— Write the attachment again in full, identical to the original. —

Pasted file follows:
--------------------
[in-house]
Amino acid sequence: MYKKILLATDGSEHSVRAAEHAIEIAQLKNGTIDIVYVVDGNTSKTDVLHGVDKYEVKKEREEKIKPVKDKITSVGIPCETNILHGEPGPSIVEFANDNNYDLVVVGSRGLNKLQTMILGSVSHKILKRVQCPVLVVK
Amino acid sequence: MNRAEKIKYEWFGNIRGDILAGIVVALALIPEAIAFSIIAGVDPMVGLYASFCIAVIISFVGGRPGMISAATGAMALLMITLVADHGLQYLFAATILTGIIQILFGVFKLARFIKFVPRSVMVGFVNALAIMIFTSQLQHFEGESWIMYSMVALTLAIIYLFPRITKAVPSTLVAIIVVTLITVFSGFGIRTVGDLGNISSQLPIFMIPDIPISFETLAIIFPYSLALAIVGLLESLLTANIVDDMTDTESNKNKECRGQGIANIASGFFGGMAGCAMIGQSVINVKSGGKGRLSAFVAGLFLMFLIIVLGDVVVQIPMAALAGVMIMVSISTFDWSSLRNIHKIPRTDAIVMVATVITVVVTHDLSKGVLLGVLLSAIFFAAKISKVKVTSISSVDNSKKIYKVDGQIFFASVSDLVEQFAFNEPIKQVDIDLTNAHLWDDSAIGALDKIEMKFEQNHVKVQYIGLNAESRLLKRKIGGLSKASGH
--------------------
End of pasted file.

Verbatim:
[in-house]
Amino acid sequence: MYKKILLATDGSEHSVRAAEHAIEIAQLKNGTIDIVYVVDGNTSKTDVLHGVDKYEVKKEREEKIKPVKDKITSVGIPCETNILHGEPGPSIVEFANDNNYDLVVVGSRGLNKLQTMILGSVSHKILKRVQCPVLVVK
Amino acid sequence: MNRAEKIKYEWFGNIRGDILAGIVVALALIPEAIAFSIIAGVDPMVGLYASFCIAVIISFVGGRPGMISAATGAMALLMITLVADHGLQYLFAATILTGIIQILFGVFKLARFIKFVPRSVMVGFVNALAIMIFTSQLQHFEGESWIMYSMVALTLAIIYLFPRITKAVPSTLVAIIVVTLITVFSGFGIRTVGDLGNISSQLPIFMIPDIPISFETLAIIFPYSLALAIVGLLESLLTANIVDDMTDTESNKNKECRGQGIANIASGFFGGMAGCAMIGQSVINVKSGGKGRLSAFVAGLFLMFLIIVLGDVVVQIPMAALAGVMIMVSISTFDWSSLRNIHKIPRTDAIVMVATVITVVVTHDLSKGVLLGVLLSAIFFAAKISKVKVTSISSVDNSKKIYKVDGQIFFASVSDLVEQFAFNEPIKQVDIDLTNAHLWDDSAIGALDKIEMKFEQNHVKVQYIGLNAESRLLKRKIGGLSKASGH